On Tuesday, December 4, 2012, the Redmond City Council adopted the Fiscal Year 2013-14 Biennial Budget (editor's note: see story here). Working with Mayor Marchione, we delivered a budget that responds to citizen priorities and complies with the long-term fiscal policies the City Council put in place to ensure a sound financial future for our community.
With this budget, we completed our third iteration of Budgeting by Priorities (BP). We started budget discussions early in 2012 with citizen involvement and continued throughout the year with numerous check-points to ensure the process was open and transparent. BP is an innovative approach that has caught the attention of many of our neighboring communities, and we are often asked how the process works. The process is a time-consuming exercise, and making it work takes commitment. We have a community that supports the process and a Mayor and City Council who have a strong collegial and working relationship based upon a foundation of trust and respect.
The 2013-14 Biennial Budget entails right-sizing of many services and a small reduction in the city workforce. But even with these efficiencies, our long-range financial policy called for a 1% property tax increase to maintain sound fiscal practices. The increase demonstrates that we are continuing our conservative and fiscally responsible management style that has resulted in Redmond’s attaining a Triple A bond rating (the highest available).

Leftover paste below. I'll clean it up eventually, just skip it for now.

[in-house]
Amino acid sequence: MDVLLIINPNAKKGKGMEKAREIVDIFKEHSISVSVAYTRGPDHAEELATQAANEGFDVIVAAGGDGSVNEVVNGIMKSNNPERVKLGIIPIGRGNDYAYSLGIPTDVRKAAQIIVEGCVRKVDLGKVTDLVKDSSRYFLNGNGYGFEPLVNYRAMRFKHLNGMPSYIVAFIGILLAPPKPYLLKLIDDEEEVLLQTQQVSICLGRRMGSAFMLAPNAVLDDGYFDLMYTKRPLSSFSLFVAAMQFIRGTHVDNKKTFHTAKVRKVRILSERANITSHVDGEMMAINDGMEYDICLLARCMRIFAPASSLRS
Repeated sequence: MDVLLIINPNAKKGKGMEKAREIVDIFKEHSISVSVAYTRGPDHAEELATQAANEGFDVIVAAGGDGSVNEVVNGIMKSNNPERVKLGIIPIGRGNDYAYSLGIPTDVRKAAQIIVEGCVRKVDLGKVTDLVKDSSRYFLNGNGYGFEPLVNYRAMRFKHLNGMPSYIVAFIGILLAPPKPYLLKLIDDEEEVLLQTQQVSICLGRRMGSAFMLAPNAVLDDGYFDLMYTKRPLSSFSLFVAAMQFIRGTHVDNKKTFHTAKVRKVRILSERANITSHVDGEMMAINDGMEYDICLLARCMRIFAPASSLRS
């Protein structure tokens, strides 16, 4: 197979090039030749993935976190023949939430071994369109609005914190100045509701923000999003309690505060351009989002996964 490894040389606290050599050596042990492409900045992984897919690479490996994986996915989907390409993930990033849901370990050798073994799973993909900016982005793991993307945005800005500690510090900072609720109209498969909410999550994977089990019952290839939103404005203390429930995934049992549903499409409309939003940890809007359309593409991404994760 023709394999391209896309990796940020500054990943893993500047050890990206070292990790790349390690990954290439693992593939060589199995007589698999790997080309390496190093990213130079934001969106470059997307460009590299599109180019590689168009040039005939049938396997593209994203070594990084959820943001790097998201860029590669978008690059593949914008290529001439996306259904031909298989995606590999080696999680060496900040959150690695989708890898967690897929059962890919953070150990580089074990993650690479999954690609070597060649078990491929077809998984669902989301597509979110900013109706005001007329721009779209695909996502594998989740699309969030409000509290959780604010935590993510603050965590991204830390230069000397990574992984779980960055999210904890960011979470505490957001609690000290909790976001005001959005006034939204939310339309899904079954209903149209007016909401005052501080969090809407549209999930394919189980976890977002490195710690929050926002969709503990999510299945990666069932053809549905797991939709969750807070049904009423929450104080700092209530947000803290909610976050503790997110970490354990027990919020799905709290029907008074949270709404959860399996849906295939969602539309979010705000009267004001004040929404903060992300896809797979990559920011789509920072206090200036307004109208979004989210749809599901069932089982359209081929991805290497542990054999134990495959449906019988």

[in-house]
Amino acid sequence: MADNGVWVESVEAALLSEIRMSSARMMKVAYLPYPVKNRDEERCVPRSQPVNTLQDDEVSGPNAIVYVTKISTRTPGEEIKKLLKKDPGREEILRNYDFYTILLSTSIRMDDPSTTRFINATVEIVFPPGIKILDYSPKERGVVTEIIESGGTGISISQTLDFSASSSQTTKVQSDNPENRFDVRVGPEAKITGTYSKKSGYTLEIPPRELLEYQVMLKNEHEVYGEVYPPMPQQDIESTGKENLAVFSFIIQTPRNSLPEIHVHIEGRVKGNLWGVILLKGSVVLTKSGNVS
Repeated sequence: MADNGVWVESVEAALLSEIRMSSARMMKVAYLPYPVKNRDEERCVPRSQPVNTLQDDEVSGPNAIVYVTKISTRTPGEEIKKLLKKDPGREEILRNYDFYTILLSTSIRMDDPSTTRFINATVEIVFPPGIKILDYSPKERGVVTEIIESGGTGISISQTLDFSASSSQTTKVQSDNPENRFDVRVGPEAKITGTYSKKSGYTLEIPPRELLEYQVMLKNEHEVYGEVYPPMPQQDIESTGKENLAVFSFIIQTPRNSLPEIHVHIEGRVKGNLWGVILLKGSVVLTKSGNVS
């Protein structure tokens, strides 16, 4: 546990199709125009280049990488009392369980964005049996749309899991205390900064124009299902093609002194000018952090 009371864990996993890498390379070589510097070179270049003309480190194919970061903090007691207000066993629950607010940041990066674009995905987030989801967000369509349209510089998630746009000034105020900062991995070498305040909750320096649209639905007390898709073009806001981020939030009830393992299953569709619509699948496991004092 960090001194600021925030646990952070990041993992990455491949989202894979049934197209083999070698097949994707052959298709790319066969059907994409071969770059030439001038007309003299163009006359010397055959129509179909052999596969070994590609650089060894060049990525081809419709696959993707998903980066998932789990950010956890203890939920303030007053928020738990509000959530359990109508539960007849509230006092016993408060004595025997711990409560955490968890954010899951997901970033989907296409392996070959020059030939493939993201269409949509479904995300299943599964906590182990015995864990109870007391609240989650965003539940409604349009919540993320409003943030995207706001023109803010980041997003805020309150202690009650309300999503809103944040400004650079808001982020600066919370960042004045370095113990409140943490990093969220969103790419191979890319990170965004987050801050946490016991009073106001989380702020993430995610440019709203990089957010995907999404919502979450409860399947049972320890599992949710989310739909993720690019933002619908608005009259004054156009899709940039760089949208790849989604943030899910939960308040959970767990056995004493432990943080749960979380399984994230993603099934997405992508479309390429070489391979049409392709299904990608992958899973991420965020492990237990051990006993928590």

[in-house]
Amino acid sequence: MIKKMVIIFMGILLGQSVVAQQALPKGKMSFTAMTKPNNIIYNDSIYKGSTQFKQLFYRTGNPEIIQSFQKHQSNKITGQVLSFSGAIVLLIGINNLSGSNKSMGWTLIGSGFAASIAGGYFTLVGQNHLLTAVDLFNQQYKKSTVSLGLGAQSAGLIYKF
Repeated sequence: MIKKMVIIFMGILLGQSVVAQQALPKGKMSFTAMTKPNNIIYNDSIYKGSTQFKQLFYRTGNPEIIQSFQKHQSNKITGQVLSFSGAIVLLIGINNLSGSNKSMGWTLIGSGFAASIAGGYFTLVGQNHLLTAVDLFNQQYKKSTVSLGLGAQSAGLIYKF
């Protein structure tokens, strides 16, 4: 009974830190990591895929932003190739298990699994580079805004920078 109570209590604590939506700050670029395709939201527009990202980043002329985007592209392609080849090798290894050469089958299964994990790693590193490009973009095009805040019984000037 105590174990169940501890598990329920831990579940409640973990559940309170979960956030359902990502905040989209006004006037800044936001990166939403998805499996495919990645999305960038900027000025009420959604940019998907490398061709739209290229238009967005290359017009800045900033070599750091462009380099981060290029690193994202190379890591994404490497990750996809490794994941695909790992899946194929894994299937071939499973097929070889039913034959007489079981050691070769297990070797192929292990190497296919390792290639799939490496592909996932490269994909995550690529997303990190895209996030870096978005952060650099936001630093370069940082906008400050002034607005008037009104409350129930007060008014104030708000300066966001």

By taking 1% a year as allowed by law, we mitigate the need for tax revenues over time and eliminate periodic large increases in property taxes. But even with this increase, we are still falling behind. Labor and health care costs continue to rise, and maintenance and operations costs increase with each newly funded capital project. Some have suggested we could tap into our reserves and contingency funds to eliminate the need for the property tax increase. If we are to maintain the quality of our community, this would only delay the inevitability of large tax increases in future years and move us further away from our objective of being financially sustainable city.
BP is based upon a concept called Price of Government, the percentage of a taxpayer’s personal income spent operating the government. In Redmond the actual cost of government is roughly 5%; with the 2013-2014 budget, the cost of government is actually the lowest it has been since we began tracking it in 1997. The City Council and Mayor delivered a cost effective and fiscally responsible financial plan to the citizens of Redmond.
While we believe this budget is fiscally sound and honors our commitment to our community, we will continue to evaluate ways to improve the budgeting process. Your comments are always welcome. For more information, visit www.redmond.gov/bp, or contact John Stilin, Councilmember and Chair of the Public Administration and Finance Committee at email@example.com.